Behind the scenes: How do betting odds (really) work?
If you are a fan of sports betting, you have no doubt come across the term ‘odds’ at some point in time. Arguably, this is the most important term to understand for sports betting, as odds are far more than just a number alongside a specific betting market. We’ve addressed exactly what odds are in this post, along with how to interpret them, and how they actually relate to the amount of money that you decide to wager, along with a hidden gem at the very end!
Without wasting any more time, let’s jump right into it.
An overview of what odds reflect
When you hear people talk about the ‘odds’, they are actually referring to the probability of an event happening. This is fundamentally what odds are – a numerical representation for the probability of an event happening. Now, you’ve probably used probability at some point in life, everybody has, yet most people usually express probability in percentage terms. For example, there is a 20% chance of rain this afternoon.
With sports betting, odds are never given in percentage terms. They can be given in fractional, decimal, and American terms. However, whichever way they are displayed, they still represent an underlying probability. If you see an odd of 1.2 for a sports market, this shows that the probability of this happening is extremely high.
The lower the odds, the greater the chance of that particular outcome occurring. The higher the odds, the less likely it is that this outcome will occur. This is how you can quickly assess who is the favorite in any sports game too – just like at the odds and they will tell you the general expectation for that event.
Odds are not just created on some random assumption anymore either. Betting companies now use complex algorithms to create the odds that we ultimately see in a sportsbook. Pretty cool, right?
How to interpret the odds in the betting markets
As you become more and more familiar with sports betting, especially with how odds work, you’ll be able to interpret information quickly. We mentioned above that the lower the odds the higher the chance of an outcome, and the higher the odds the lower the chance of an outcome, but now let’s get into it a little more.
The odds don’t just represent the chance of an event happening, they represent the amount of money that you could win if you back this market correctly. This is how to truly interpret the odds that you see, and this will dictate everything to do with your sports betting decisions. To illustrate this point, let’s work through a quick example.
Let’s say that Juventus are playing Liverpool in a Champions League soccer game. The odds are as follows – Juventus to win, 1.5, Liverpool to win, 2.1, and for a draw, 3.2. This is just a hypothetical example, but it will show you how the odds do actually work. Based on these odds, you can see that Juventus are the favorite, as the odds are the lowest for this market.
However, when you’re deciding how much you should bet, it’s important to understand the calculation. If you bet $10 on Juventus to win at this price, you’d receive $15 back if they did then go on to win, giving you a profit of $5.
If you had bet on Liverpool to win however, and they did, you’d enjoy a profit of $11. Let’s now explore why this can be so pivotal when deciding how much to bet.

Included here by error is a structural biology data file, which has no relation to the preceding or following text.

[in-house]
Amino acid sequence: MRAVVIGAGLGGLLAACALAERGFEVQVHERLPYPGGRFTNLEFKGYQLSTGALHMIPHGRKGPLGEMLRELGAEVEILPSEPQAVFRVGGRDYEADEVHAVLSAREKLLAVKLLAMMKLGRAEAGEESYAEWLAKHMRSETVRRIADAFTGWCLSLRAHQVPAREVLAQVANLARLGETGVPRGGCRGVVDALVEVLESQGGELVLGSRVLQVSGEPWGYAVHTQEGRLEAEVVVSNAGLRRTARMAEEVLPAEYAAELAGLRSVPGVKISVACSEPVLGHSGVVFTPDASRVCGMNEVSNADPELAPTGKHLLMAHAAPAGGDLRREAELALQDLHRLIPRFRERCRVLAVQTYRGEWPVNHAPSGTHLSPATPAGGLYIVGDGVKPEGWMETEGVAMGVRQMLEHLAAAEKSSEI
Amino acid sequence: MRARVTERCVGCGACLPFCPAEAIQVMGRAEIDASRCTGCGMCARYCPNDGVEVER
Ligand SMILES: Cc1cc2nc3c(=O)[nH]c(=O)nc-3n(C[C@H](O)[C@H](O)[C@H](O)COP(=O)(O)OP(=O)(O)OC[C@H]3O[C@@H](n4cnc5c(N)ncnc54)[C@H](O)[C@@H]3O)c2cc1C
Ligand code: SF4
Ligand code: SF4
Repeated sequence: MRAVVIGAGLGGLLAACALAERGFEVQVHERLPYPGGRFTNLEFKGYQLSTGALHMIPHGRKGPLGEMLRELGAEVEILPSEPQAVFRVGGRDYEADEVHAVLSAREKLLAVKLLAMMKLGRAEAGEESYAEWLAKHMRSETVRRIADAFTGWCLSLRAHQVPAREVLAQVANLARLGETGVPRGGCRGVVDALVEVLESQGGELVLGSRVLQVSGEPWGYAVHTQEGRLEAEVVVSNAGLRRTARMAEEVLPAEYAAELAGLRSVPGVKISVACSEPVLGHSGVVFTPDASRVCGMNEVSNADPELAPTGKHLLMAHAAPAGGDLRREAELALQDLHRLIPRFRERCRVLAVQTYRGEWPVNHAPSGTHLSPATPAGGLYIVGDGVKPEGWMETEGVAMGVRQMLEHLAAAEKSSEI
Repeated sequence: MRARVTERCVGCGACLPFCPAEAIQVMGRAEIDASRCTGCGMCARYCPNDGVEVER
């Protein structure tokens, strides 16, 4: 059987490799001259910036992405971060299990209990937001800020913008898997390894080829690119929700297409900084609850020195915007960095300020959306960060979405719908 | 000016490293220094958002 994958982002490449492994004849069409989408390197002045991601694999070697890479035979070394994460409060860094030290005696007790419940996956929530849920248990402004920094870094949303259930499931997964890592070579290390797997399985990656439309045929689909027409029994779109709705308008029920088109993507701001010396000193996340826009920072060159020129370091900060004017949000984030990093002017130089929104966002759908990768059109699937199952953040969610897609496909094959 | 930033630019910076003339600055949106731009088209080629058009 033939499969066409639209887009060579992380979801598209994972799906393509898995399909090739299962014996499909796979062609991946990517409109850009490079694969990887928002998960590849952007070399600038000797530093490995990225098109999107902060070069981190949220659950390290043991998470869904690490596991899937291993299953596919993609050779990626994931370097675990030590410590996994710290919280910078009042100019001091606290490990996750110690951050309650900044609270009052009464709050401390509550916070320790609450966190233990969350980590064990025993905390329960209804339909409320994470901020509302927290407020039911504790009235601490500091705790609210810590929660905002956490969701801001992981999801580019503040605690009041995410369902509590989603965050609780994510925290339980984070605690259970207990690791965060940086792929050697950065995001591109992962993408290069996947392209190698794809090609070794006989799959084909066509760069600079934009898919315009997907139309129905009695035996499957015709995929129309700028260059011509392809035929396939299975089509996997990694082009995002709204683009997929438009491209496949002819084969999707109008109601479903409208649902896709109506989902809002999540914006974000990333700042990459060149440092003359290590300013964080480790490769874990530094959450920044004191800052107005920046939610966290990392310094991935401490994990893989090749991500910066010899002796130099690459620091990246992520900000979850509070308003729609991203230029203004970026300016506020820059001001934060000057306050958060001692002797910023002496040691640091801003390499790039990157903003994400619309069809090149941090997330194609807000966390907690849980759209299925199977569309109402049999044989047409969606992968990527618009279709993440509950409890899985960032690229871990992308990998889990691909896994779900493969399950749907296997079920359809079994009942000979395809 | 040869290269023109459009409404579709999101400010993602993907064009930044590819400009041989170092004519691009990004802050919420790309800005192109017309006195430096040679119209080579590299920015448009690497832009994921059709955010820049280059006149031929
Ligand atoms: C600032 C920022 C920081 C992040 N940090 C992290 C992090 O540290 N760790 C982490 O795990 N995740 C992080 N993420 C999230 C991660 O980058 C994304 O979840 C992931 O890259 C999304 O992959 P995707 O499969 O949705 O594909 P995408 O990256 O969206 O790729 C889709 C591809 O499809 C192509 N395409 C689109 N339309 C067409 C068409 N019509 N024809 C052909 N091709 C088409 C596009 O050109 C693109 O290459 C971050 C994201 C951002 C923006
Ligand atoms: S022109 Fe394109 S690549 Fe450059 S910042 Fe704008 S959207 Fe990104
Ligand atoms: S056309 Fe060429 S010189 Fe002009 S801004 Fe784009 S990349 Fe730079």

The wagering decision process
Okay, now we have a thorough understanding of how the odds work, it’s time to illustrate the final point – how to decide how much to wager?
Working from the same example given above – Juventus at 1.5, Liverpool at 2.1, and a draw of 3.2, we can start to understand just how vital this actually is. If you had bet $10 on Juventus to win and they did, you'd have won $5, but if you had bet that $10 on Liverpool and they won, you’d have won $11 – more than twice the amount.
Now, here’s where odds get really interesting, as you need to apply the principle of ‘risk’. To get the same profit of $11 by betting on Juventus, you would have needed to bet more than twice the initial amount. This is why it’s often not the best strategy to constantly back the favorite, as eventually, they will lose, and you’ll have suffered a greater loss than if you had tried to get the same profit, but by betting less on the underdog.
That’s why you must do your research and assess the chances of an outcome in your own head, and then see if your opinions match up with what the sportsbooks have listed the odds at.
As we’ve stated previously, sportsbooks use complex algorithms to come up with the odds for sporting events in the first place. This has always been the case, but with today’s technology, you’d think that the odds provided are now much more accurate. This is true to a certain degree, although of course, sport is random, so the odds are merely an indicator based on a set of constraints.
Here’s where things can get really interesting. Sportsbooks will adjust the odds based on the interest of punters in the market. For example, if Federer was listed to win a tennis match at 2.0 odds, and there were a ton of sports bets that flooded in, the sportsbooks will then reduce the odds to reflect the market’s opinion of the event.
It’s not just that however, it’s so that they reduce their own risk decreasing their overall exposure in the market. It’s truly fascinating, and we’ve seen it time and time again with major events like the Mayweather – McGregor boxing fight in Vegas a few years back.
It has always gone on like this, and it will continue to do so!